So, if we go back to something that Consensus have talked about for a long while about the idea, there are six types of demo. Now, five of them [00:03:30.732] could always be, straight away, you could say they could always be in video, you know, no problem them being in video, but there was always one, which was this, kind of, the idea of a closing demo, the technical demo, and we said, “Well, that always has to be live.” Now, there’s a history to this, which is, so in big enterprise sales, the idea was, you, kind of, do discovery, there’s all these kind of services that pre-sales people would do, and the sales team would do. And the aim would be to get all the big decision makers in a room. [00:04:00.991] And you do this, kind of, closing demo, and it’s live and we show you, you know, “This is our differentiators. This is why you’re going to buy it.” You know, it’s not features and functions anymore. We really are drilling into, “This is what we’ve discovered. This is what’s going to create the outcomes and the value that you’re going to make your decision on.” And that was always great.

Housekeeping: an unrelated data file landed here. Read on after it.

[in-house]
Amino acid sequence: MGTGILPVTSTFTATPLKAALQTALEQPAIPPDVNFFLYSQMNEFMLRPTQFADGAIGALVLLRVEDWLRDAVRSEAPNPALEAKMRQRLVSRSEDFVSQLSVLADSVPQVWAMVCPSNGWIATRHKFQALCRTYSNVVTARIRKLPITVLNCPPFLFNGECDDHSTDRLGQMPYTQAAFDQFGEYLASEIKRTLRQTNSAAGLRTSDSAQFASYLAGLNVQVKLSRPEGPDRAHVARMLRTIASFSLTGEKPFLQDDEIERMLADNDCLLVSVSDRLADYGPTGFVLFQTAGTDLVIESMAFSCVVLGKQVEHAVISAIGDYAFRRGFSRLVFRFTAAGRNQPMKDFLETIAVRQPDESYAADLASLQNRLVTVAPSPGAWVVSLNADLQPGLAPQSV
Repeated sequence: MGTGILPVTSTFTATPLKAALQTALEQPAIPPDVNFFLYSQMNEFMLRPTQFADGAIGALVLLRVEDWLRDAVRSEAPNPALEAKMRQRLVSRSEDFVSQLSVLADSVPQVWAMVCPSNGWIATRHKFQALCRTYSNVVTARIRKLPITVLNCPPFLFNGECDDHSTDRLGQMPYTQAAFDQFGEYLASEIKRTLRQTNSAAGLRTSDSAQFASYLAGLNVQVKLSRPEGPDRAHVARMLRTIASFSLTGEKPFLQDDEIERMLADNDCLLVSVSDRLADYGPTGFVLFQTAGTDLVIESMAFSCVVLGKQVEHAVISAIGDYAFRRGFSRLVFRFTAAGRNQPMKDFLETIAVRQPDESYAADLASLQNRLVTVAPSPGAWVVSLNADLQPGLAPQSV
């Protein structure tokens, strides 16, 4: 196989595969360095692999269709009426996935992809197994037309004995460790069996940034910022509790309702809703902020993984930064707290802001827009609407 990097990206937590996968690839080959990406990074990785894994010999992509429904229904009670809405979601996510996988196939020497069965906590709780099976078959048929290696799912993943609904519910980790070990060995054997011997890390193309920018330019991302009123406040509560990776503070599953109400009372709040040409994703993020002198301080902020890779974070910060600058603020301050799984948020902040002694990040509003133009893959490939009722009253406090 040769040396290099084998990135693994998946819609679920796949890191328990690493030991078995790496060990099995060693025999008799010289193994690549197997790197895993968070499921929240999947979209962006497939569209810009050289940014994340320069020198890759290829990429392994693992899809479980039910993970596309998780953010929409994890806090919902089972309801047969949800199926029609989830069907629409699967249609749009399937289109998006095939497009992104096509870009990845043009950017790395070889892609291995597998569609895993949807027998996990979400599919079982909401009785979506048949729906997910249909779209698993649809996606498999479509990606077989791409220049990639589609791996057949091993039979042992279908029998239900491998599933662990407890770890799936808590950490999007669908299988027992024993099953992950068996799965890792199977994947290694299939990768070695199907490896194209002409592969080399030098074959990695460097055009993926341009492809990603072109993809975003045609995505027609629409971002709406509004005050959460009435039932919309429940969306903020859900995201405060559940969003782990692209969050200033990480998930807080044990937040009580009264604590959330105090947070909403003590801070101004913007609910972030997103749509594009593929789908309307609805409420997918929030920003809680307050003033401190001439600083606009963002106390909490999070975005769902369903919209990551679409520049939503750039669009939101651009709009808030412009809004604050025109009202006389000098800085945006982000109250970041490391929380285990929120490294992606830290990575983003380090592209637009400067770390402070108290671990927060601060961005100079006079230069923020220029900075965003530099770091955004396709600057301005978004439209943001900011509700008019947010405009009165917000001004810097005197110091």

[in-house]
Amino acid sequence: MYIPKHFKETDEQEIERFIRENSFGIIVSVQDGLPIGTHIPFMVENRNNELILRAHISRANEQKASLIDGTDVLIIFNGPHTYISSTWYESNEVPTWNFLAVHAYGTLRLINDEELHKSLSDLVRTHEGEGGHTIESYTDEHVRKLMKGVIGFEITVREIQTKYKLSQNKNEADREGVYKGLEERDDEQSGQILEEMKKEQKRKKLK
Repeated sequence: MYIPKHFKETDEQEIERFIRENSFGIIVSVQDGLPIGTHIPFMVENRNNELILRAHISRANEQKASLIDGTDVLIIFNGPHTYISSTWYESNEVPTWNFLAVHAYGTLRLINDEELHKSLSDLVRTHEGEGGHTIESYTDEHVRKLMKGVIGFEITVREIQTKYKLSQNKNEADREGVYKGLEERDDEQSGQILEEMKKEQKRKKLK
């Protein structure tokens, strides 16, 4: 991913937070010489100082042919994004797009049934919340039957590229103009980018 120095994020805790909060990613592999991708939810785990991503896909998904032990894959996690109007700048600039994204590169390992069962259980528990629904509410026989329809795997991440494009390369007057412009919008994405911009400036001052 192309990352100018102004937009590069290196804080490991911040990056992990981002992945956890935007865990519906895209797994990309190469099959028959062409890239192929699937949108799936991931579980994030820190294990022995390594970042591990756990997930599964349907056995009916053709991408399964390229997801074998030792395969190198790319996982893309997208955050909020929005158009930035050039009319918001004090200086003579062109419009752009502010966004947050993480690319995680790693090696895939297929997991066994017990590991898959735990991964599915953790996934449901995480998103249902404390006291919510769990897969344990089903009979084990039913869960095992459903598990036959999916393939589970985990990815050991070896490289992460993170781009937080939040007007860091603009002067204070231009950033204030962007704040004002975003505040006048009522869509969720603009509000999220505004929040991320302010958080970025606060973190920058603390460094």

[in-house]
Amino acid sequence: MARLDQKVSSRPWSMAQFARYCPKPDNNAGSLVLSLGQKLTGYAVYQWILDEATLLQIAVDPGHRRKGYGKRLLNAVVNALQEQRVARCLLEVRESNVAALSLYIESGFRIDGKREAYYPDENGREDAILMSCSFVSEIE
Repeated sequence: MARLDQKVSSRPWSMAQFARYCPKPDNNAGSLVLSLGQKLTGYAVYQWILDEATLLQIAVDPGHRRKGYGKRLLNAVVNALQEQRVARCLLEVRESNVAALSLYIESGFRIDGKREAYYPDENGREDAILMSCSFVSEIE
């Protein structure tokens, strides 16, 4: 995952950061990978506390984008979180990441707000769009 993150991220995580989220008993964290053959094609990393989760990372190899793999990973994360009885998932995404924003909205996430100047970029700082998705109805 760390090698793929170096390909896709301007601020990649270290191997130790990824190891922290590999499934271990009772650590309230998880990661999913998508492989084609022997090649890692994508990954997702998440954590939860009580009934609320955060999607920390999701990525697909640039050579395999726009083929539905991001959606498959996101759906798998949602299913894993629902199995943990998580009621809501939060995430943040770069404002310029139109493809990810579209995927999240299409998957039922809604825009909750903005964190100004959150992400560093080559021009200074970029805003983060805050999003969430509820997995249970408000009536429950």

But even before we got to, kind of, COVID and lockdown, you know, there was a problem that, well, kind of, people on Zoom or on virtual meetings, not everybody is, kind of, there. And the other thing we’ve learned [00:04:30.647] with buyer enablement is, well, who are all these buyers? And I would argue that in a lot of cases, if you’re still doing this, kind of, closing demo, how many of the actual stakeholders do you think you’ve actually got in front of you are on the Zoom call? I mean, it’s quite possible you’ve only got maybe half of them. So, this historical idea that you’ve got this, kind of, big live closing demo where, you know, you appeal to everyone’s, you know, their sense of what their personal value proposition is, [00:05:00.824] and you close everything down, well, surely, that’s impossible now because you can’t possibly, in one live, you know, Zoom or physical event, appeal to, or contact, or convince all of the different stakeholders.